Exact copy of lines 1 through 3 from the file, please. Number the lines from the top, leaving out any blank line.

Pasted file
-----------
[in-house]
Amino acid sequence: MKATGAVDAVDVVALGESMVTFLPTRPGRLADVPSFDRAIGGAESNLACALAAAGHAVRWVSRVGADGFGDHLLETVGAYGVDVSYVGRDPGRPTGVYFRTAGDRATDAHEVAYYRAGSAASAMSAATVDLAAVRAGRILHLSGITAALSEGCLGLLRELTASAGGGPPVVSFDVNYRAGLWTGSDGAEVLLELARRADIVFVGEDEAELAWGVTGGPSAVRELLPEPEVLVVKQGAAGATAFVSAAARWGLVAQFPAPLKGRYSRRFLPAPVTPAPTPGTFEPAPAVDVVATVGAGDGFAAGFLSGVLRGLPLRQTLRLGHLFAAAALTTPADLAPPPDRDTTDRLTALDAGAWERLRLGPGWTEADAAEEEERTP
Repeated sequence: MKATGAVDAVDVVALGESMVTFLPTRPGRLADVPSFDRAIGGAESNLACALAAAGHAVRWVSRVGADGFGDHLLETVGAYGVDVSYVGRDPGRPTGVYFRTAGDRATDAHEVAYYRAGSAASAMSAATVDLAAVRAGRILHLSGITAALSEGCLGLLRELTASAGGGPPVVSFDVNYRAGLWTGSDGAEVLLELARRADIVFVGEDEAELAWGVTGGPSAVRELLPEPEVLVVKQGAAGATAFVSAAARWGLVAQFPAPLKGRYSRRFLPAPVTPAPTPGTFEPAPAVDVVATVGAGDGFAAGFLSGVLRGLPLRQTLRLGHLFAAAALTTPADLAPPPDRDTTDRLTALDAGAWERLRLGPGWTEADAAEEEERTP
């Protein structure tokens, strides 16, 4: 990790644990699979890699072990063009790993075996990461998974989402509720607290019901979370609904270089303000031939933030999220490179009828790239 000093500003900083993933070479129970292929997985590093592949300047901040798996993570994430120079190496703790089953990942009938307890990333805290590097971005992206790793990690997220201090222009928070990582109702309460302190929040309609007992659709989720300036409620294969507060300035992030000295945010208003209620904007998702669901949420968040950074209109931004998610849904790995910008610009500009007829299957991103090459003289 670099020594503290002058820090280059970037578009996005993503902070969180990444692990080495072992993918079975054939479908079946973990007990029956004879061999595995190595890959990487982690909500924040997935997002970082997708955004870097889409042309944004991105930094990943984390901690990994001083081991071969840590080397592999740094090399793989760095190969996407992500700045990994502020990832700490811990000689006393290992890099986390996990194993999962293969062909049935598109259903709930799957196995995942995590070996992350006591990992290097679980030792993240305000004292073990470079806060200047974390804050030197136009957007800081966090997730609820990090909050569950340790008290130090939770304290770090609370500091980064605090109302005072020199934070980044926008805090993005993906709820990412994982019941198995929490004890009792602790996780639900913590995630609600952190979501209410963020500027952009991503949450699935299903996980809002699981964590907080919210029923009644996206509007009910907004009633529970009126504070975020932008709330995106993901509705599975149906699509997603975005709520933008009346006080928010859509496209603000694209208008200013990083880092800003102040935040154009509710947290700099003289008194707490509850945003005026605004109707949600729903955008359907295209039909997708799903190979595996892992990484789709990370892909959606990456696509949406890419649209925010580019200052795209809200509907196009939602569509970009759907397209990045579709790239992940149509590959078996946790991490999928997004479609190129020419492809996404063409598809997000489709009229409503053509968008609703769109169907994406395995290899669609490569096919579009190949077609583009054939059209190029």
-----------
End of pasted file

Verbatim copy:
[in-house]
Amino acid sequence: MKATGAVDAVDVVALGESMVTFLPTRPGRLADVPSFDRAIGGAESNLACALAAAGHAVRWVSRVGADGFGDHLLETVGAYGVDVSYVGRDPGRPTGVYFRTAGDRATDAHEVAYYRAGSAASAMSAATVDLAAVRAGRILHLSGITAALSEGCLGLLRELTASAGGGPPVVSFDVNYRAGLWTGSDGAEVLLELARRADIVFVGEDEAELAWGVTGGPSAVRELLPEPEVLVVKQGAAGATAFVSAAARWGLVAQFPAPLKGRYSRRFLPAPVTPAPTPGTFEPAPAVDVVATVGAGDGFAAGFLSGVLRGLPLRQTLRLGHLFAAAALTTPADLAPPPDRDTTDRLTALDAGAWERLRLGPGWTEADAAEEEERTP
Repeated sequence: MKATGAVDAVDVVALGESMVTFLPTRPGRLADVPSFDRAIGGAESNLACALAAAGHAVRWVSRVGADGFGDHLLETVGAYGVDVSYVGRDPGRPTGVYFRTAGDRATDAHEVAYYRAGSAASAMSAATVDLAAVRAGRILHLSGITAALSEGCLGLLRELTASAGGGPPVVSFDVNYRAGLWTGSDGAEVLLELARRADIVFVGEDEAELAWGVTGGPSAVRELLPEPEVLVVKQGAAGATAFVSAAARWGLVAQFPAPLKGRYSRRFLPAPVTPAPTPGTFEPAPAVDVVATVGAGDGFAAGFLSGVLRGLPLRQTLRLGHLFAAAALTTPADLAPPPDRDTTDRLTALDAGAWERLRLGPGWTEADAAEEEERTP